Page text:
About the Lecture:
This paper tells the story of a small group of Central Vietnamese farmers living near the tourist town of Hoi An who avoided being forced out of farming, and quite possibly losing their land, by starting a co-operative called the Thanh Dong Organic Vegetable Garden. Faced by the economic crisis of smallholder farming, the onset of large-scale development, creeping gentrification of their hamlet and the seemingly inevitable fate of becoming peri-urban workers in the lower reaches of the tourist industry, the handful of farming families that forms the co-op performed the seemingly miraculous task of finding a way to return to working their own land in a style that is economically, environmentally and socially durable. With a little help from local government, NGOs and even the ANU, it is as though they succeeded in reassembling their fractured local world.
For the moment at least, the Thanh Dong farmers have evaded the waves of deterritorialisation acting on their community and found a way of turning towards the terrestrial or “landing on the earth”, as Latour (2018) has it. They certainly don’t inhabit the world of simple localism that tends to be evoked in the organics literature, but rather have assembled a local that is networked with the Vietnamese state, national and international NGOs, farming neighbours, city people, tourists, field school students, Airbnb Experiences and expatriates. In so doing they have found a way to happily and productively dwell in a space of “traditional” smallholder farming that everyone thought had been once and for all left behind by the advancing front of modernisation.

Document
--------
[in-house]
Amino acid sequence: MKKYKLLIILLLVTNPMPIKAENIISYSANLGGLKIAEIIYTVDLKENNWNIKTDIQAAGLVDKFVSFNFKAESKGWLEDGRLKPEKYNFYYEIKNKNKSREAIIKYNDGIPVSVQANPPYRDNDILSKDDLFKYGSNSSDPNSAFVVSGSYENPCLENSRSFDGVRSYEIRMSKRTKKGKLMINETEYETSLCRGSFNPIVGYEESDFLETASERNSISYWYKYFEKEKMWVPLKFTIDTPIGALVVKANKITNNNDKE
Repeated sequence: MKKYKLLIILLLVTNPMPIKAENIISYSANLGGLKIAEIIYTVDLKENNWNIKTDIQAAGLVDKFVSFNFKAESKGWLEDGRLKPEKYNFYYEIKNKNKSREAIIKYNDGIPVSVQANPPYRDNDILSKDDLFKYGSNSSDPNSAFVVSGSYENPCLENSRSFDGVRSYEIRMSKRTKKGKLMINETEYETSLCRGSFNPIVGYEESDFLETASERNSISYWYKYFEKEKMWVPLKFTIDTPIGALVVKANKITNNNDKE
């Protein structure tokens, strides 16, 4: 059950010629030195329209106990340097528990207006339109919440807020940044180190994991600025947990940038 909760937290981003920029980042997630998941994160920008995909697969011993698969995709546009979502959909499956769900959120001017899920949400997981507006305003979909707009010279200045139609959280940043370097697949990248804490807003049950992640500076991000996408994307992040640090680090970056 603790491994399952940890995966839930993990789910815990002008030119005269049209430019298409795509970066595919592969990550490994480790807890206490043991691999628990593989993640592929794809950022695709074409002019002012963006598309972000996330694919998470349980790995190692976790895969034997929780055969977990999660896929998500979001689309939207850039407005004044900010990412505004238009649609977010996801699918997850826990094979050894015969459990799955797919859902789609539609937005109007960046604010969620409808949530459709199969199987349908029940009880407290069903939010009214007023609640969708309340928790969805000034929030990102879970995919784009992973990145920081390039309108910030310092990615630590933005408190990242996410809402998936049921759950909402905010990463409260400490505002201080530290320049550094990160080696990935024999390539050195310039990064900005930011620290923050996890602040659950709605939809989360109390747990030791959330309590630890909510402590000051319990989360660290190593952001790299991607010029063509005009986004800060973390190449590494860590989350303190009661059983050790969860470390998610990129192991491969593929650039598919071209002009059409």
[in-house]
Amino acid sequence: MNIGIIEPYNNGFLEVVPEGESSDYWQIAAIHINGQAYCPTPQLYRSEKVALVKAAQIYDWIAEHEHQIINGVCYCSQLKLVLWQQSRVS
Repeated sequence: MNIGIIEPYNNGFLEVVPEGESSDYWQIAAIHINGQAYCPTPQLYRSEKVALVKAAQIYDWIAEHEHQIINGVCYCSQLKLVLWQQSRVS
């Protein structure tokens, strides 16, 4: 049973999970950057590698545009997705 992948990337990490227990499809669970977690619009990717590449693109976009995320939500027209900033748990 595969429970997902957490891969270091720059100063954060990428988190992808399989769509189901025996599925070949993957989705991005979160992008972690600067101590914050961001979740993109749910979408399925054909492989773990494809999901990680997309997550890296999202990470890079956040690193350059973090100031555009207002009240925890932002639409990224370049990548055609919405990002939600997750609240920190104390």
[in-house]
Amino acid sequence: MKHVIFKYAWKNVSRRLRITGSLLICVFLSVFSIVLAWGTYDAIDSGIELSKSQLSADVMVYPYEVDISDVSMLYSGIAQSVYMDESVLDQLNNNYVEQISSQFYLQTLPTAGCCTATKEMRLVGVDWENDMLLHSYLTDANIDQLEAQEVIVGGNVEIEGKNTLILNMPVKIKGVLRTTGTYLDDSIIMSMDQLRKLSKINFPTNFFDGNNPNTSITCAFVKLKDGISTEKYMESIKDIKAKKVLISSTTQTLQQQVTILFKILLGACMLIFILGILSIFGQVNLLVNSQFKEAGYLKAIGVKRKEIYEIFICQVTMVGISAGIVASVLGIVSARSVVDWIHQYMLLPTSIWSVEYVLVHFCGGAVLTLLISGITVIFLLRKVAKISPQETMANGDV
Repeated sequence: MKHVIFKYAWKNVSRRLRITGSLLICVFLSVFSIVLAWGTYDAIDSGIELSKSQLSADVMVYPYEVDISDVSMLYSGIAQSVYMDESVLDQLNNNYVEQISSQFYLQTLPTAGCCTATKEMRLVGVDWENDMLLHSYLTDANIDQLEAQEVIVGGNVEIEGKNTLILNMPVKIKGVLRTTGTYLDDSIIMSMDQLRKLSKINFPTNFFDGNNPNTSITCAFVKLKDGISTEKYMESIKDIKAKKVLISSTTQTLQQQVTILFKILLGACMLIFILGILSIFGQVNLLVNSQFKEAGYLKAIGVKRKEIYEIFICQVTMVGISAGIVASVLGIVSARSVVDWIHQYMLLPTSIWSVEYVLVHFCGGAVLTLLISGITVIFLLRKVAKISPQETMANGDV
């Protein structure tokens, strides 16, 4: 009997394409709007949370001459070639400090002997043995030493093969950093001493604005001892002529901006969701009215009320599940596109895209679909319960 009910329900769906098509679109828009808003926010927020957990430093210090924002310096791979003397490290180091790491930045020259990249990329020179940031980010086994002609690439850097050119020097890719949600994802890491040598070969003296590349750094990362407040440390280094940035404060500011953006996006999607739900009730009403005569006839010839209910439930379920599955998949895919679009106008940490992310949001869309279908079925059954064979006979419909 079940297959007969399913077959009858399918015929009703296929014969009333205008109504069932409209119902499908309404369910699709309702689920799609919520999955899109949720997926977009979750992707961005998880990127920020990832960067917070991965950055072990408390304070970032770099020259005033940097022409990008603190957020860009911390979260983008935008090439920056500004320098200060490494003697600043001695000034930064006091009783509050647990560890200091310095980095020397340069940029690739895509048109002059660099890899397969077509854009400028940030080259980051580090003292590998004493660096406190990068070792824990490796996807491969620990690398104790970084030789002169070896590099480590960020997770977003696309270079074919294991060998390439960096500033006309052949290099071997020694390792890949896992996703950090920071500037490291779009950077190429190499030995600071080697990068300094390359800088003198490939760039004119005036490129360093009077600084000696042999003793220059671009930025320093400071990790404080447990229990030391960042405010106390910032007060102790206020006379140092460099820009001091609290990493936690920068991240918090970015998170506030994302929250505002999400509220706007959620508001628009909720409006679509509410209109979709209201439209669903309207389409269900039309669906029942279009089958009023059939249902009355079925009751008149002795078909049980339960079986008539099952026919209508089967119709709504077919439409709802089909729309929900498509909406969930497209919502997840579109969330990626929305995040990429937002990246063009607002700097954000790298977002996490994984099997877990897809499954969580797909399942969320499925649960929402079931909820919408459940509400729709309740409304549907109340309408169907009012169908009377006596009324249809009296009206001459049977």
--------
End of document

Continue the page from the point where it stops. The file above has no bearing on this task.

This paper takes a New Materialisms perspective informed by Bruno Latour as well as recent influential works in anthropology such as Tsing’s The Mushroom at the End of the World (2015) and Haraway’s Staying with the Trouble (2016). It seeks to join these latter writers in telling hopeful stories about “life in the ruins” of capitalist modernity, unlikely endeavours of multi-species worldmaking, and situated technological projects that occupy a nonmodern orientation to the unfolding of time.
About the Speaker:
Ashley Carruthers is a lecturer in the School of Archaeology and Anthropology at the ANU. His recent publications include:Carruthers, A. (2018) Taking the Road for Play: Cyclist Appropriations of Automobile Infrastructures in Vietnam. Transfers 8, 1-27. Carruthers, A. & Dang, T. D. in Earl, C. (Ed.) (2018) On the Myth of Uncivilized Rural People in the City. Mythbusting Vietnam: Facts, Fictions, Fantasies, NIAS, 163–181